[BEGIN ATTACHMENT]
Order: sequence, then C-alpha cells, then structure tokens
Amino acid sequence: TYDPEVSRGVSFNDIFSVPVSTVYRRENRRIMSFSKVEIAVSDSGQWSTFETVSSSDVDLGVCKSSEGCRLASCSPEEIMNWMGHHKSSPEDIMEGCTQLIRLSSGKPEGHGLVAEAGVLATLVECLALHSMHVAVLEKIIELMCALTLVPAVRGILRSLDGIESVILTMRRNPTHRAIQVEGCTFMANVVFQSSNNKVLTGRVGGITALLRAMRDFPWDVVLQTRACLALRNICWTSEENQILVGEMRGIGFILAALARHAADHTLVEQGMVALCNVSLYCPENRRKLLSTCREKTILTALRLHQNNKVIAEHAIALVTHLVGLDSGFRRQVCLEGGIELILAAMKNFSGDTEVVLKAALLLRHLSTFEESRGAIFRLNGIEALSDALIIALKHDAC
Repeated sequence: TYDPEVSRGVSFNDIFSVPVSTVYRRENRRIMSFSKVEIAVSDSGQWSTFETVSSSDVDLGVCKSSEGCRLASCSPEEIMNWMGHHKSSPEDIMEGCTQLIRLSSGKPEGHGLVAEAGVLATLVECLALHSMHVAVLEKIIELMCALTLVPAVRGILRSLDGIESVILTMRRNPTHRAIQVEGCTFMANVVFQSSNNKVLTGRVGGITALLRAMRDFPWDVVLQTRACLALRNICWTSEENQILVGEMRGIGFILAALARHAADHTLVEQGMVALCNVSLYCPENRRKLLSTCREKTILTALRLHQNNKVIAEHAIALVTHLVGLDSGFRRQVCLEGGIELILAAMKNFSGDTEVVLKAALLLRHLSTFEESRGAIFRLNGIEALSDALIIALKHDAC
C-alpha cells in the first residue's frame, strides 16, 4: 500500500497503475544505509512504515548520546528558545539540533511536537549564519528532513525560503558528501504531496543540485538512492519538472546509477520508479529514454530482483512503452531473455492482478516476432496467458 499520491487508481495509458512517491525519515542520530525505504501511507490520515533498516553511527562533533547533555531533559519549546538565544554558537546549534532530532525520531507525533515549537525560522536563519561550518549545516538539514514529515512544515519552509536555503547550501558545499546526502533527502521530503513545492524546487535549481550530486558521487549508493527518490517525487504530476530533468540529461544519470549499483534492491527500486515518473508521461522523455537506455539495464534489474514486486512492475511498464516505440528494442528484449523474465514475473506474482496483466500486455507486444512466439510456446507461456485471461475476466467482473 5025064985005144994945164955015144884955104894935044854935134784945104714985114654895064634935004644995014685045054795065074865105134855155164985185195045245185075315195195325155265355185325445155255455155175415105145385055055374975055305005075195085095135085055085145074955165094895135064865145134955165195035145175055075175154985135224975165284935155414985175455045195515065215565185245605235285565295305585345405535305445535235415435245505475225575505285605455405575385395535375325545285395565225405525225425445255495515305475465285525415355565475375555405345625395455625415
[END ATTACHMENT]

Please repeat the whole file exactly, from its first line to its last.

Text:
Order: sequence, then C-alpha cells, then structure tokens
Amino acid sequence: TYDPEVSRGVSFNDIFSVPVSTVYRRENRRIMSFSKVEIAVSDSGQWSTFETVSSSDVDLGVCKSSEGCRLASCSPEEIMNWMGHHKSSPEDIMEGCTQLIRLSSGKPEGHGLVAEAGVLATLVECLALHSMHVAVLEKIIELMCALTLVPAVRGILRSLDGIESVILTMRRNPTHRAIQVEGCTFMANVVFQSSNNKVLTGRVGGITALLRAMRDFPWDVVLQTRACLALRNICWTSEENQILVGEMRGIGFILAALARHAADHTLVEQGMVALCNVSLYCPENRRKLLSTCREKTILTALRLHQNNKVIAEHAIALVTHLVGLDSGFRRQVCLEGGIELILAAMKNFSGDTEVVLKAALLLRHLSTFEESRGAIFRLNGIEALSDALIIALKHDAC
Repeated sequence: TYDPEVSRGVSFNDIFSVPVSTVYRRENRRIMSFSKVEIAVSDSGQWSTFETVSSSDVDLGVCKSSEGCRLASCSPEEIMNWMGHHKSSPEDIMEGCTQLIRLSSGKPEGHGLVAEAGVLATLVECLALHSMHVAVLEKIIELMCALTLVPAVRGILRSLDGIESVILTMRRNPTHRAIQVEGCTFMANVVFQSSNNKVLTGRVGGITALLRAMRDFPWDVVLQTRACLALRNICWTSEENQILVGEMRGIGFILAALARHAADHTLVEQGMVALCNVSLYCPENRRKLLSTCREKTILTALRLHQNNKVIAEHAIALVTHLVGLDSGFRRQVCLEGGIELILAAMKNFSGDTEVVLKAALLLRHLSTFEESRGAIFRLNGIEALSDALIIALKHDAC
C-alpha cells in the first residue's frame, strides 16, 4: 500500500497503475544505509512504515548520546528558545539540533511536537549564519528532513525560503558528501504531496543540485538512492519538472546509477520508479529514454530482483512503452531473455492482478516476432496467458 499520491487508481495509458512517491525519515542520530525505504501511507490520515533498516553511527562533533547533555531533559519549546538565544554558537546549534532530532525520531507525533515549537525560522536563519561550518549545516538539514514529515512544515519552509536555503547550501558545499546526502533527502521530503513545492524546487535549481550530486558521487549508493527518490517525487504530476530533468540529461544519470549499483534492491527500486515518473508521461522523455537506455539495464534489474514486486512492475511498464516505440528494442528484449523474465514475473506474482496483466500486455507486444512466439510456446507461456485471461475476466467482473 5025064985005144994945164955015144884955104894935044854935134784945104714985114654895064634935004644995014685045054795065074865105134855155164985185195045245185075315195195325155265355185325445155255455155175415105145385055055374975055305005075195085095135085055085145074955165094895135064865145134955165195035145175055075175154985135224975165284935155414985175455045195515065215565185245605235285565295305585345405535305445535235415435245505475225575505285605455405575385395535375325545285395565225405525225425445255495515305475465285525415355565475375555405345625395455625415